Refactoring development

Ramblings from the trenches...

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It seems a long time ago now, but I recall the reasons why I first really took to Java. It was a safe place to be, with no operator overloading, implicit casts and checked exceptions. It is a far cry from the shotgun that is C++ (very easy to blow your own legs off). - For example in Java (unlike C#) you always knew that something on the left of the ‘.’ was null when you got a null pointer exception. (Rust goes one step further by not having a ‘null’.)

It was an easy language to reason with - few surprises. In a business context where someone’s taken the liberty to pre-write a million lines of code for you, few surprises counts for a lot.

Or at least Java was an easy language to reason with until the classloaders started loading classloaders…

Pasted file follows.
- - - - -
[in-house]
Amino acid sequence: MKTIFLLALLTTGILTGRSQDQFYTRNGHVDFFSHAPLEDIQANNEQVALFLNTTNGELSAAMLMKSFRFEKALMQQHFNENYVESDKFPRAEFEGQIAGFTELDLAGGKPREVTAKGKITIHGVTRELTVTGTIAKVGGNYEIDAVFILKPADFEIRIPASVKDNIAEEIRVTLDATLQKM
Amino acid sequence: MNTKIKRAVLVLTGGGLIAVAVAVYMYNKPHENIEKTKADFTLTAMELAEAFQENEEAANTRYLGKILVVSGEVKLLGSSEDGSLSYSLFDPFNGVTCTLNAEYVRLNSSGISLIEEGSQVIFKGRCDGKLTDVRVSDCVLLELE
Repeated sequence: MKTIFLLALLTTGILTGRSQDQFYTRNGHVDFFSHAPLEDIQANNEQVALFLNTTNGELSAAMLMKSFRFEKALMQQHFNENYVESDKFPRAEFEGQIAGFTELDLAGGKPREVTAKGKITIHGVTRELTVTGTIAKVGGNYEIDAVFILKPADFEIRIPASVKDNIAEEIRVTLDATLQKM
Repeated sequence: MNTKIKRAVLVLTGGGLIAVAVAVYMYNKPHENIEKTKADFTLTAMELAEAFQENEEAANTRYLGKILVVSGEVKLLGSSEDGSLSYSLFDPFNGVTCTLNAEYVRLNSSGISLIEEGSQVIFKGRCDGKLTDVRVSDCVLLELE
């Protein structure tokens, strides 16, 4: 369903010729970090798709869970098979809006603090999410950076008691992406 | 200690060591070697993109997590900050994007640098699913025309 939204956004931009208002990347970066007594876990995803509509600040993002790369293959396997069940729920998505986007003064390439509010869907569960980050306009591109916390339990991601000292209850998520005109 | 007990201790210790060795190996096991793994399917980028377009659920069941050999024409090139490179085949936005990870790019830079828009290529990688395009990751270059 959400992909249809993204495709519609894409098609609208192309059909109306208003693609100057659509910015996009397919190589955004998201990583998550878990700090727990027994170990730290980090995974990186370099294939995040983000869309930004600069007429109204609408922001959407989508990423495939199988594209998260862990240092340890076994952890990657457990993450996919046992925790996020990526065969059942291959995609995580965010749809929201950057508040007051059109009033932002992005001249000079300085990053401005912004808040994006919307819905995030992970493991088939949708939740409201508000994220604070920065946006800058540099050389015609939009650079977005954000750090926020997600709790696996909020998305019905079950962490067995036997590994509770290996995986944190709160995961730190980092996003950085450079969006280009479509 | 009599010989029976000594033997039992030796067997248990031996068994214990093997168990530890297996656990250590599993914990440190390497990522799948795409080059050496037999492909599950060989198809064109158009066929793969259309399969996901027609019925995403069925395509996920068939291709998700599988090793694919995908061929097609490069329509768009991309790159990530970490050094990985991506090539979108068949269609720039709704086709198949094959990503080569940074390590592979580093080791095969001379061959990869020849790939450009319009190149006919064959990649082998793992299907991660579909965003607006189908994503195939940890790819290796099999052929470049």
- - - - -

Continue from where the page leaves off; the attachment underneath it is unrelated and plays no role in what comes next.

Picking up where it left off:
Safety seems baked into the Rust language, from the lack of C-style for (int i=0; i<…;i++) loops, to every variable being owned by something. Checked exceptions make another appearance (though in a more pattern matching guise). Variables are immutable by default but when mutable only one thread can alter them at any one time. The list goes on and on of little tweaks here and there that will add up to more robust (and faster) code being written.

Rust was meant to be just a systems programming language but I suspect they’re going to wildly overshoot the mark.

The cost of maintaining a business’s software keeps becoming a greater percentage of the business’s overall costs - the software is the business for many. As such, maintainable code is cheaper. Cost wise a Rust codebase seems a cheaper codebase to maintain.